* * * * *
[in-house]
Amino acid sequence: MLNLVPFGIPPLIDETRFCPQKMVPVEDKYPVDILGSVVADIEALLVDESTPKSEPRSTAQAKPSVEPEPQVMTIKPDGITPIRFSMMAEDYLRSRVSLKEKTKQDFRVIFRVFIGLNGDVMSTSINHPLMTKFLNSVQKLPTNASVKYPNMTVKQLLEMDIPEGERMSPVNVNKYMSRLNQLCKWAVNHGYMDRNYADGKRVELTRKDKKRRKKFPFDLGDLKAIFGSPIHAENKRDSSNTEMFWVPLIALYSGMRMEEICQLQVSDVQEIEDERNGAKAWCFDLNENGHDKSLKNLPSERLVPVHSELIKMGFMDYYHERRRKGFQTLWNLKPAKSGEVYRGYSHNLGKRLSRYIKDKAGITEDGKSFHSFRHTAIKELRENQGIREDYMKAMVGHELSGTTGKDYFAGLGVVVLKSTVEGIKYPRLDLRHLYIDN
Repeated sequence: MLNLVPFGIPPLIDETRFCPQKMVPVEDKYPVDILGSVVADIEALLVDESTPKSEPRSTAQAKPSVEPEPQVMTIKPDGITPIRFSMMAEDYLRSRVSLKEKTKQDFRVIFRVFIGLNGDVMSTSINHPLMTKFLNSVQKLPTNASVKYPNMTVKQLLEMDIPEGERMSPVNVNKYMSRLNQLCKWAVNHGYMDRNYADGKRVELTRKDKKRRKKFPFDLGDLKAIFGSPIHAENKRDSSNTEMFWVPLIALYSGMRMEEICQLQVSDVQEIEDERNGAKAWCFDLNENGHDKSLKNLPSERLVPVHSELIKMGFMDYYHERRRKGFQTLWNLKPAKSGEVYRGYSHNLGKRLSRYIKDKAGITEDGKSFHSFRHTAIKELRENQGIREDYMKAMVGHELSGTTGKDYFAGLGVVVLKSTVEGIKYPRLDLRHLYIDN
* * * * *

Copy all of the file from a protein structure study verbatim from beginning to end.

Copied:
[in-house]
Amino acid sequence: MLNLVPFGIPPLIDETRFCPQKMVPVEDKYPVDILGSVVADIEALLVDESTPKSEPRSTAQAKPSVEPEPQVMTIKPDGITPIRFSMMAEDYLRSRVSLKEKTKQDFRVIFRVFIGLNGDVMSTSINHPLMTKFLNSVQKLPTNASVKYPNMTVKQLLEMDIPEGERMSPVNVNKYMSRLNQLCKWAVNHGYMDRNYADGKRVELTRKDKKRRKKFPFDLGDLKAIFGSPIHAENKRDSSNTEMFWVPLIALYSGMRMEEICQLQVSDVQEIEDERNGAKAWCFDLNENGHDKSLKNLPSERLVPVHSELIKMGFMDYYHERRRKGFQTLWNLKPAKSGEVYRGYSHNLGKRLSRYIKDKAGITEDGKSFHSFRHTAIKELRENQGIREDYMKAMVGHELSGTTGKDYFAGLGVVVLKSTVEGIKYPRLDLRHLYIDN
Repeated sequence: MLNLVPFGIPPLIDETRFCPQKMVPVEDKYPVDILGSVVADIEALLVDESTPKSEPRSTAQAKPSVEPEPQVMTIKPDGITPIRFSMMAEDYLRSRVSLKEKTKQDFRVIFRVFIGLNGDVMSTSINHPLMTKFLNSVQKLPTNASVKYPNMTVKQLLEMDIPEGERMSPVNVNKYMSRLNQLCKWAVNHGYMDRNYADGKRVELTRKDKKRRKKFPFDLGDLKAIFGSPIHAENKRDSSNTEMFWVPLIALYSGMRMEEICQLQVSDVQEIEDERNGAKAWCFDLNENGHDKSLKNLPSERLVPVHSELIKMGFMDYYHERRRKGFQTLWNLKPAKSGEVYRGYSHNLGKRLSRYIKDKAGITEDGKSFHSFRHTAIKELRENQGIREDYMKAMVGHELSGTTGKDYFAGLGVVVLKSTVEGIKYPRLDLRHLYIDN